Ease off the line, and the MKZ hybrid’s near-silent operation in EV mode is impressive. If you want to get a move on (either off the line or while you’re already on the go), you’ll find the hybrid’s acceleration is adequate at best but the whole near-silent business gets thrown out the window. The 4-cylinder drones on miserably under acceleration, and this makes for truly ugly noises that detract from the luxurious pretentions of the MKZ. Frankly, when you step on it, the drivetrain suddenly doesn’t seem befitting of a vehicle in the entry-level luxury class. Otherwise the hybrid drivetrain does a decent job – I just don’t think it’s a good fit for this car.
The regenerative brakes are a bit mushy, but not terrible, and I found the steering to be a bit vague and artificial-feeling. What Lincoln did get right is the MKZ’s seriously creamy ride. Everybody who got a ride commented on it – it is truly great. The vehicle’s continuously variable suspension damping offer three modes (comfort, normal or sport) and I found that it allows the car to handle corners in a very composed manner, gripping the pavement with competence and confidence. With that said, I wouldn’t say it’s much fun to drive.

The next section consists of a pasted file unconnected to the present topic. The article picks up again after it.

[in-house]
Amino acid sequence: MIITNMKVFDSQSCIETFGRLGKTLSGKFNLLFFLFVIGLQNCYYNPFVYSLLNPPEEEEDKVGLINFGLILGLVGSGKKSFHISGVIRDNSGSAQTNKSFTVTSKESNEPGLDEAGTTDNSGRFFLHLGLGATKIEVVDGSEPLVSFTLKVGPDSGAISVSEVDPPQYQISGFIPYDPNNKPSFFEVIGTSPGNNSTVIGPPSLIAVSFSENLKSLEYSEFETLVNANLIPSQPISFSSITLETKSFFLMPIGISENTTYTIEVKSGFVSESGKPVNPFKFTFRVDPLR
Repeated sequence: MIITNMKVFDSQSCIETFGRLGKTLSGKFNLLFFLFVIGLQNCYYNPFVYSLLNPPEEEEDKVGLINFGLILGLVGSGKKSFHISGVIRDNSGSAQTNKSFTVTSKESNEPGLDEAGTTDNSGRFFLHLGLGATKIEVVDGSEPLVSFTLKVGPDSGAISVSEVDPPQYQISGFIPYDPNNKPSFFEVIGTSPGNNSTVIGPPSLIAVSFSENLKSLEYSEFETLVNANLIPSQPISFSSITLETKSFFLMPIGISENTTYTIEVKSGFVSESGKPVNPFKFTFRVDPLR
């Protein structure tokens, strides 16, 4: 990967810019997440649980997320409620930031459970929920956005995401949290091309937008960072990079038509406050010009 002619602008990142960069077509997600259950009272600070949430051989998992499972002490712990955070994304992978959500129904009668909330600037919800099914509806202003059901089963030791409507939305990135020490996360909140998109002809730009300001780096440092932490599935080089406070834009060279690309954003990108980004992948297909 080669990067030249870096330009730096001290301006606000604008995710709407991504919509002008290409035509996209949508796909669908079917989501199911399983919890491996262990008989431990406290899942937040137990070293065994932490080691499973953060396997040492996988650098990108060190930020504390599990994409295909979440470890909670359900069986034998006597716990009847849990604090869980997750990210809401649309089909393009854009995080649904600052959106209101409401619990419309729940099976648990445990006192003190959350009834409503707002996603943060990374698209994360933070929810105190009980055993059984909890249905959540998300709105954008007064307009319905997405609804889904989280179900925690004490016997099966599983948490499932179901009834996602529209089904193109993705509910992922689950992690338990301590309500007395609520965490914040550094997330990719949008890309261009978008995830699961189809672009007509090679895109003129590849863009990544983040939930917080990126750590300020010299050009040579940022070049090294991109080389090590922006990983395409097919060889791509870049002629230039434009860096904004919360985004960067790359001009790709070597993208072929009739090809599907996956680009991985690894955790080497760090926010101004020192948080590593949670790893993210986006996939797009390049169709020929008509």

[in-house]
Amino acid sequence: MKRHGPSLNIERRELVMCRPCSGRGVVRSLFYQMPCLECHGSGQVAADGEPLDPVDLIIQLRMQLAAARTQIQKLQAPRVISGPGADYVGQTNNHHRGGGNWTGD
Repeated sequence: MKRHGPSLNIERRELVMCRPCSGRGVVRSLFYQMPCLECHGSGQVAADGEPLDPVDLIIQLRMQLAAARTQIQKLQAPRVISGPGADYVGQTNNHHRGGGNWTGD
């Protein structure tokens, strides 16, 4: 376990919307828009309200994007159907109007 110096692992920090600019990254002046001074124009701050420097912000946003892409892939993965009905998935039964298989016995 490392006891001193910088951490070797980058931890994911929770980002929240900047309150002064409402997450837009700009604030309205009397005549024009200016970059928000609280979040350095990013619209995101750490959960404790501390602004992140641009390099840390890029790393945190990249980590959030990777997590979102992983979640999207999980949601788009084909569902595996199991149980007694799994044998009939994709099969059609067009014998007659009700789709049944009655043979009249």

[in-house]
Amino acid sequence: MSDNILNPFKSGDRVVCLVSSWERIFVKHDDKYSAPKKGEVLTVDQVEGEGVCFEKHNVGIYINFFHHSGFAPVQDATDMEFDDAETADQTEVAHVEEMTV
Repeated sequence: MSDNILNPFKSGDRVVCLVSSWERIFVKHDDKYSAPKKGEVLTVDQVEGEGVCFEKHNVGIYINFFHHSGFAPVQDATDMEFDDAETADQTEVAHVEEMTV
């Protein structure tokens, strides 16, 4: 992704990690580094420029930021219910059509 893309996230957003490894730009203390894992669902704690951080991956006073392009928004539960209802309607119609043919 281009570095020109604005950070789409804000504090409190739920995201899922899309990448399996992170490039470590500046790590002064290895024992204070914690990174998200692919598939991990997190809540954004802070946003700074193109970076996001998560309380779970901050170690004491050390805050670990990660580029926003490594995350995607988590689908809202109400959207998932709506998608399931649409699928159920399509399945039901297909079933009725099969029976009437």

Visibility out of the vehicle is decent, and other than the on-again, off-again engine noise, the MKZ is pretty quiet. Wind noise is negligible and I occasionally found myself sailing along at highway speeds on electric power.